Aggregating Marginal Gains

I’ve just got back from a fas­cin­at­ing trip to Scot­land. Amongst other things, it involved stum­bling around in a forest in the rain with a woolly scarf tied round my eyes so that I could learn how to describe the tex­ture and scent of sod­den trees without turn­ing to tired old visual meta­phors. I was also able to start using my new favour­ite phrase.

Aggreg­ate the mar­ginal gains’ is the phrase coined by Brit­ish Cycling’s Per­form­ance Dir­ector Dave Brails­ford to define why Brad­ley Wig­gins and his fel­low GB cyc­lists put in such aston­ish­ing per­form­ances at Le Tour de France and in the Olympic Velo­drome. In other words, take a pinch of enhanced hel­met tech­no­logy, a dash of improved diet, a scat­ter­ing of bet­ter bike frames and a twist of new sports psy­cho­logy; add them all up and in com­bin­a­tion those minus­cule improve­ments, those ‘mar­ginal gains’ will add up to more than the sum of their parts. it’s per­fect for any­one other than the Usain Bolts of this world, for whom tiny improve­ments in per­form­ance are utterly pointless.

In that damp Scot­tish forest, wear­ing a blind­fold and trip­ping over my boot laces, my mar­ginal gains were as fol­lows: I didn’t break my leg, I learned that Scot­tish midges are fero­cious and I dis­covered pre­vi­ously unthought of vocab­u­lary for describ­ing knobbly tree bark.

Now that I’ve star­ted liv­ing by MGM — the mar­ginal gains man­tra — I’ve star­ted apply­ing it to everything. Includ­ing din­ner. Take, for example, my pre­vi­ous post about beetroot-cured gravad­lax. Deli­cious though it is, a full 700g of bright red fish turned out to be more than I really wanted to eat. So, aggreg­at­ing my mar­ginal gains, I turned my left-over Scot­tish sal­mon into some­thing alto­gether new. It became din­ner for six people at a cost of about £1 per head. If I keep on aggreg­at­ing my mar­ginal gains like this, who knows what could happen?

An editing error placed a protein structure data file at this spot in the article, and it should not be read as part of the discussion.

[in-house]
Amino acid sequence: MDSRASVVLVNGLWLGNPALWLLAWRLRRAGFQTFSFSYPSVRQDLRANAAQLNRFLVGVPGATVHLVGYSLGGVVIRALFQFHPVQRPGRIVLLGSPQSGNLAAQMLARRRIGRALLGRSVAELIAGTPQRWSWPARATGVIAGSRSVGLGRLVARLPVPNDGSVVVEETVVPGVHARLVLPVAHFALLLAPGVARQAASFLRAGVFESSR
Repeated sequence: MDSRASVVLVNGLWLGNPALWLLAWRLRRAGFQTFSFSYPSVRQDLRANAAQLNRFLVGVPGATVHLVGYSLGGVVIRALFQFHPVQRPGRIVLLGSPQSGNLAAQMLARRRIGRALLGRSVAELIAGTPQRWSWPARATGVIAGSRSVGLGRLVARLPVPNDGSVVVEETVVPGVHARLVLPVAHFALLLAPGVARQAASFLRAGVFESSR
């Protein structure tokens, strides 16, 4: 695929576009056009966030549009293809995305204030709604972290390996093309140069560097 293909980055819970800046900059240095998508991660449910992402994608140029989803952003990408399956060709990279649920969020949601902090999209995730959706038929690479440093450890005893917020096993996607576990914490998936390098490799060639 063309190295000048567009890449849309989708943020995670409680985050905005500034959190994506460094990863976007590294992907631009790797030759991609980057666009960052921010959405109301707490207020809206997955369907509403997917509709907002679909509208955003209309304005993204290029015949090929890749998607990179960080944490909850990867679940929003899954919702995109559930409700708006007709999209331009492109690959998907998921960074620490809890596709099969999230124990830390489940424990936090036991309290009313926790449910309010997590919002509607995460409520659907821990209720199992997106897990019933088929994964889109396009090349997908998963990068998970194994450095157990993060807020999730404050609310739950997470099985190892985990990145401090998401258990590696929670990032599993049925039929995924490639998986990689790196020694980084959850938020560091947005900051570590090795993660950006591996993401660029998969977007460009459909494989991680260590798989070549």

Cooked gravad­lax may sound per­verse, but trust me, it’s fant­astic. It’s hard to be pre­cise about quant­it­ies, because it depends on how much gravad­lax you have left over. This, how­ever, is the method and you can simply vary the quant­it­ies accord­ing to how many are com­ing for dinner.

Boil some peeled, floury pota­toes, such as Maris Piper. When just about done, but not over­cooked, cut them into thick­ish slices. Layer the pota­toes in an oven-proof dish, fol­lowed by a layer of very finely sliced raw onions. If you don’t slice them very finely, they won’t have time to cook prop­erly. Next, add a scat­ter­ing of sliced gravad­lax and then a layer of wil­ted and well drained spin­ach. Repeat the potato, onion and gravad­lax com­bin­a­tion and end with a final layer of pota­toes. Make a roux with but­ter and flour and then whisk in enough hot milk to make a smooth, silky sauce. Add a little grated cheese, sea­son with salt and pep­per and add a bay leaf. Pour the sauce over the lay­ers so that it seeps down to the bot­tom of dish and just coats the top layer of potato. Sprinkle a good hand­ful of grated ched­dar cheese on top and bake in the oven at 180 degrees C for 25 minutes. Serve with a green salad — onto which you have, or have not, scattered some edible flowers.

You may well find that one of the mar­ginal gains is that your guests like it so much that they ask for seconds, fol­lowed by thirds. My daugh­ter did. In fact, she would have had fourths, but there was none left.